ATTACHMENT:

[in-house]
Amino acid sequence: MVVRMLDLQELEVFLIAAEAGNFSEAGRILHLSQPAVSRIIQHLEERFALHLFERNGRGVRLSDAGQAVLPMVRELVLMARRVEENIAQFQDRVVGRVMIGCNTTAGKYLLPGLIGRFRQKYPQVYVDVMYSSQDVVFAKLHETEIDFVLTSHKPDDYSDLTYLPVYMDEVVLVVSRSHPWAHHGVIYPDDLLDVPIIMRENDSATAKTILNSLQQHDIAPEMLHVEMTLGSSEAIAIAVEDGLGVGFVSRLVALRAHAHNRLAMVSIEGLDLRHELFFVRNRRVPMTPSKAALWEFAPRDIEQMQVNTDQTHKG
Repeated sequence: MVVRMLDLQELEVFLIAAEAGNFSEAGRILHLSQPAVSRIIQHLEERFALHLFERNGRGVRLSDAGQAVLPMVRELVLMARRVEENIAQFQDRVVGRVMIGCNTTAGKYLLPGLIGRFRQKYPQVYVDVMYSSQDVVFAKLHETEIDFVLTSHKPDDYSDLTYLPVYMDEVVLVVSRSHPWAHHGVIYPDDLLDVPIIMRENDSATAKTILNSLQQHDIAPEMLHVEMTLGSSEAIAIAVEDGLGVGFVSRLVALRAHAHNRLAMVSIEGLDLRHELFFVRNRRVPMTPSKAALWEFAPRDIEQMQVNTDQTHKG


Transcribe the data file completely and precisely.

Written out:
[in-house]
Amino acid sequence: MVVRMLDLQELEVFLIAAEAGNFSEAGRILHLSQPAVSRIIQHLEERFALHLFERNGRGVRLSDAGQAVLPMVRELVLMARRVEENIAQFQDRVVGRVMIGCNTTAGKYLLPGLIGRFRQKYPQVYVDVMYSSQDVVFAKLHETEIDFVLTSHKPDDYSDLTYLPVYMDEVVLVVSRSHPWAHHGVIYPDDLLDVPIIMRENDSATAKTILNSLQQHDIAPEMLHVEMTLGSSEAIAIAVEDGLGVGFVSRLVALRAHAHNRLAMVSIEGLDLRHELFFVRNRRVPMTPSKAALWEFAPRDIEQMQVNTDQTHKG
Repeated sequence: MVVRMLDLQELEVFLIAAEAGNFSEAGRILHLSQPAVSRIIQHLEERFALHLFERNGRGVRLSDAGQAVLPMVRELVLMARRVEENIAQFQDRVVGRVMIGCNTTAGKYLLPGLIGRFRQKYPQVYVDVMYSSQDVVFAKLHETEIDFVLTSHKPDDYSDLTYLPVYMDEVVLVVSRSHPWAHHGVIYPDDLLDVPIIMRENDSATAKTILNSLQQHDIAPEMLHVEMTLGSSEAIAIAVEDGLGVGFVSRLVALRAHAHNRLAMVSIEGLDLRHELFFVRNRRVPMTPSKAALWEFAPRDIEQMQVNTDQTHKG